Metabolic adaptation is required to cope with episodes of protein deprivation and malnutrition. GCN2 eIF2α kinase, a sensor of amino acid deficiency, plays a key role in yeast and mammals in modulating amino acid metabolism as part of adaptation to nutrient deprivation. The role of GCN2 in adaptation to long-term amino acid deprivation in mammals, however, is poorly understood. We found that expression of lipogenic genes and the activity of fatty acid synthase (FAS) in the liver are repressed and lipid stores in adipose tissue are mobilized in wild-type mice upon leucine deprivation. In contrast, GCN2-deficient mice developed liver steatosis and exhibited reduced lipid mobilization. Liver steatosis in Gcn2-/- mice was found to be caused by unrepressed expression of lipogenic genes, including Srebp-1c and Fas. Thus, our study identifies a novel function of GCN2 in regulating lipid metabolism during leucine deprivation in addition to regulating amino acid metabolism.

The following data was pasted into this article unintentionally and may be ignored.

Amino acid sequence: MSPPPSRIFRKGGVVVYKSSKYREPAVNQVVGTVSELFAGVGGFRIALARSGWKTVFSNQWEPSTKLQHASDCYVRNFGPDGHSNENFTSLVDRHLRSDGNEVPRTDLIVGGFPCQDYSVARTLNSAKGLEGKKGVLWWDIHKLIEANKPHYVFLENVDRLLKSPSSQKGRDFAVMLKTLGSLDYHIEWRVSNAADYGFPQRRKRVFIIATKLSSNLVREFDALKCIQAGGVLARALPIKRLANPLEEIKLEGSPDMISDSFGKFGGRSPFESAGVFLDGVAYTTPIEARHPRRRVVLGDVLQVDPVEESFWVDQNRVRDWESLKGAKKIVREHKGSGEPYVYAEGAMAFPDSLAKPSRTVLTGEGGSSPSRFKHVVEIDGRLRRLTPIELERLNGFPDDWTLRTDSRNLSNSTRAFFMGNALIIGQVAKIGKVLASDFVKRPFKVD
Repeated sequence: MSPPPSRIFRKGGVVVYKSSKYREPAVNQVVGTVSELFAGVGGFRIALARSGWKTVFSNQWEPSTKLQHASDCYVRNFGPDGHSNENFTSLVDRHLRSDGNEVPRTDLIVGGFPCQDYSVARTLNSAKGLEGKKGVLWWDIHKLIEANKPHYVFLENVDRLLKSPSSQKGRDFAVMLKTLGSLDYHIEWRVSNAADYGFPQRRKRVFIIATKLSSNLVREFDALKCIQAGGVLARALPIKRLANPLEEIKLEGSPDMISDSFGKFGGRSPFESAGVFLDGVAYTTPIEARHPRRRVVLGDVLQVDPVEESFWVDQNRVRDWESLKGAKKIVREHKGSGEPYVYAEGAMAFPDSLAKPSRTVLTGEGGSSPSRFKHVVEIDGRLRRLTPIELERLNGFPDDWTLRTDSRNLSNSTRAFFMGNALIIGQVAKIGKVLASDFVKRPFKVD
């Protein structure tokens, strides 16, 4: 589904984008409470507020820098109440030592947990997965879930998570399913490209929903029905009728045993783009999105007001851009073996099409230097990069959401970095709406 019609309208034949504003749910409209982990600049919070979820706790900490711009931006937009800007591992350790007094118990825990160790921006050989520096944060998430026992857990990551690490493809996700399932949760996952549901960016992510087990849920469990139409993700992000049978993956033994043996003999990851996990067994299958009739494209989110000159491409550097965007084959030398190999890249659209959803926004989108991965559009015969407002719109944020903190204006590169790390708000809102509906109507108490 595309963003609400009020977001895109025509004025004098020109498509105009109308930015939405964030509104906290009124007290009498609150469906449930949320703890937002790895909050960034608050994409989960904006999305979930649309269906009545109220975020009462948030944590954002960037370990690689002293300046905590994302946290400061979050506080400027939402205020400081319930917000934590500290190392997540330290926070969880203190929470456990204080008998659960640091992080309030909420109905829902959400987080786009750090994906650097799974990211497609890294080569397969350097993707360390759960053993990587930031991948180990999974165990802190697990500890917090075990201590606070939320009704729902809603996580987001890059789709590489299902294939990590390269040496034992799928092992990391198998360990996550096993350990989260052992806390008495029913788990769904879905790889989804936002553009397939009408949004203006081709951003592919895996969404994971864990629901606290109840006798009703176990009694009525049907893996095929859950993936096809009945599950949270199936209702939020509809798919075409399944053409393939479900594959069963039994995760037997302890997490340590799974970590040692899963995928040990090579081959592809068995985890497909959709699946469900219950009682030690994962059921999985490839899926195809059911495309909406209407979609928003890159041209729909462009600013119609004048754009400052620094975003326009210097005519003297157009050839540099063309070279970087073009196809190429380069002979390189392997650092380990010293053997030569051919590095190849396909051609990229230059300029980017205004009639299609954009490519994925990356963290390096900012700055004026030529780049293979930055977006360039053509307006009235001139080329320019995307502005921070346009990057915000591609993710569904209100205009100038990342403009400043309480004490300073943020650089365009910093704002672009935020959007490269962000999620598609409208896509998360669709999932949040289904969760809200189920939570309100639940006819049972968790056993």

All Science Journal Classification (ASJC) codes
- Molecular Biology
- Cell Biology